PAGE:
COVINGTON - Three pillars of the community were recently recognized for their service and for carrying out the dream of unification and equality espoused by Martin Luther King Jr.
Willie J. Smith, president of the Newton County Ministers Union, and Doug Bolton, director of Hands on Newton, are the joint recipients of the I Have A Dream Award, which recognizes individuals who epitomize the philosophy of King through community service.
The awards were handed out during the annual community Martin Luther King Jr. Celebration held Jan. 18 at Newton High School.
Winners are selected by the event's organizing committee from a pool of nominees submitted by the community.
Local legend B.C. Crowell received the first Trailblazer Award, which goes to "a citizen that has made an in-depth impact on Newton County in a variety of areas," according to Josephine Brown, secretary for the MLK Celebration Committee.
"I think all three of them are giants in this community and in their own respective places," Brown said.
Willie J. Smith
Smith was selected as one of the winners of the I Have A Dream Award for his more than 20 years at the helm of the Newton County Ministers Union.
"I was grateful for them to consider some of the things that we've done over the years because most people don't realize that when the King program began, it came through the Ministers Union," Smith said.
During his tenure as president, in addition to the Martin Luther King Jr. Celebration, the Ministers Union has headed up volunteer efforts including Habitat for Humanity; the Community Food Pantry; and the annual Thanksgiving community dinner, which has fed more than 10,000 people since its inception.
Smith also serves as the pastor at Word of Praise Baptist Church in McDonough.
A lifelong Newton County resident, Smith has two children with his wife Gwendolyn.
Smith said he was honored to be recognized along with Bolton and Crowell.
"I think it's one of the most outstanding awards in the community. For the other two gentlemen, I was glad to see them receive it. They've done outstanding work," he said.
Bolton's life is about giving, and as friend Dennis Cheek shared while presenting his award, there are apparently no limits to his generosity: Bolton once gave a kidney to a friend in need of a transplant.
Bolton and his wife, Sherri, moved to Newton County in 2001. He retired as commanding officer of the South Precinct of the DeKalb County Police Department in 2004, following a career marked with promotions and awards. After a few years working for the DeKalb County District Attorney's Office and as a traveling consultant overseeing disposal of contaminated and prescription drugs, Bolton took on the role as director of Hands on Newton, an organization that coordinates volunteer activities throughout the county.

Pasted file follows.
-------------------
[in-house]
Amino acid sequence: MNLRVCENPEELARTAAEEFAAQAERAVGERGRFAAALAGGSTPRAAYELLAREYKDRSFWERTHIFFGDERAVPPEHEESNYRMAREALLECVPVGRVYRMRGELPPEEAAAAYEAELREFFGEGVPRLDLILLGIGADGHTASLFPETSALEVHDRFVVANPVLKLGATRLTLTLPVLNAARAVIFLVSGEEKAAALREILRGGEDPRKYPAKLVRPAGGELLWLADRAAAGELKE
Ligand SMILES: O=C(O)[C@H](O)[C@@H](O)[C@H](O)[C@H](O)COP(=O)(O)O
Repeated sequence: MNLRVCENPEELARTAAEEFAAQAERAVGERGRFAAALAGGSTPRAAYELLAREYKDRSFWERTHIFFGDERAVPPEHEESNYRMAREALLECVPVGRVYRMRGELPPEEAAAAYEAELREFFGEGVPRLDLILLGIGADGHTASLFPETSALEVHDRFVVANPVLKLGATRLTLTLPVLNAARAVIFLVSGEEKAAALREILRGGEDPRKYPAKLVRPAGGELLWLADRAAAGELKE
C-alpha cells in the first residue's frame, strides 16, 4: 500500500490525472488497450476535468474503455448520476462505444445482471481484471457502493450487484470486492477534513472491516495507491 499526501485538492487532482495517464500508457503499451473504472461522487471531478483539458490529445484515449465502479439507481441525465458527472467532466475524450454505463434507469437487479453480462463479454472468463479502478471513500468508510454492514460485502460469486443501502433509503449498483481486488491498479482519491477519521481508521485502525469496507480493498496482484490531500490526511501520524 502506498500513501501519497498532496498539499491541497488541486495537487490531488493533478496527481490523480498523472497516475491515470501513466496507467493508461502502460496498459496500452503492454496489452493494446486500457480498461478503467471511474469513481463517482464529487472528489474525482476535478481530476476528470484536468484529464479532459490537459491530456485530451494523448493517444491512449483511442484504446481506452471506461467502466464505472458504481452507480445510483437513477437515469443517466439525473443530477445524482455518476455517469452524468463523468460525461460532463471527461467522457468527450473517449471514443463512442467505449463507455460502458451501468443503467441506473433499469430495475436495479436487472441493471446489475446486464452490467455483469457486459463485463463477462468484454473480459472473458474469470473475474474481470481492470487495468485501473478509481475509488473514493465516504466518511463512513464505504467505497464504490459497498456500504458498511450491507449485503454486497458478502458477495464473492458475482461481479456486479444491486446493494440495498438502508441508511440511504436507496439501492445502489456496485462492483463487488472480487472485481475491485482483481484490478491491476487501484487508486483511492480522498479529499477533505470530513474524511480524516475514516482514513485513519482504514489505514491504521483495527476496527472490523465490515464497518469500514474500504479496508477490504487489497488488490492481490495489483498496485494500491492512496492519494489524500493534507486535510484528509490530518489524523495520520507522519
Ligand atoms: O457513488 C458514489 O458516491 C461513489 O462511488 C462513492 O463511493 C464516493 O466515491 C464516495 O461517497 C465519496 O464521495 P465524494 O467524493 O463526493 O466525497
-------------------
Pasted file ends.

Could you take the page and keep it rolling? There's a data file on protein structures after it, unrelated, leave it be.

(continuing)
Bolton has also served as president of the Covington Rotary Club, is on the board of directors for Habitat for Humanity, the executive committee at FaithWorks and is an active member of First Presbyterian Church of Covington. Bolton and his wife have two children, one grandchild and another on the way.
"Doug Bolton is a person that never sits. He's always busy. He works real hard in pulling volunteers together to do community service projects. He's a diligent worker," Brown said.
Bolton said winning the award was "very humbling and very surprising."
"There are a lot of deserving people in the community, and I feel very honored to have received it," he said.
Known to many as "Mr. Newton County," Crowell's contributions to recreation garnered him the first Trailblazer Award, which honors "someone who originated something new and carried it out until it was completed," said the Rev. Harold Cobb, a member of the MLK Celebration Committee.
"He was one of the originals to bring recreation into Newton County, which touched the lives of everybody and he was one of those that pushed for recreation to become integrated," Cobb said.
Crowell was born and reared in Porterdale and is perhaps best known as Bibb Manufacturing Company's Athletic Director, a job that entailed coaching teams at Porterdale High and Junior High schools, managing the local swimming pool and golf course and coordinating the adult baseball and softball teams.
His coaching career spanned 22 years. He was a founding member of the Newton County Recreation Commission and helped organize the athletic program for Newton County's junior high schools. The Recreation Commission honored him in 1996 by naming the site in Porterdale where he had spent much of his life playing and coaching B.C. Crowell Park.
"B.C. is just an icon of this total community," Brown said. "He has touched the lives of so many young folks that could have very well been in trouble. ... He has always been a hands-on person when it came to helping the youth of this community and he's actually responsible for recreation being as strong as it is in Newton County."
The father of four children, Crowell still attends many community events and can be seen at Turner Lake Park, Recreation Commission headquarters, on most days.
"Even with him now being not able to move around physically, just him being at Turner Lake encourages those young people and even myself that regardless, you can keep on going," Cobb said.
Crowell said hearing his name called as the award's first honoree was "definitely a surprise."
"It's a distinct honor, and I really appreciate it," he said.
Crystal Tatum can be reached at firstname.lastname@example.org.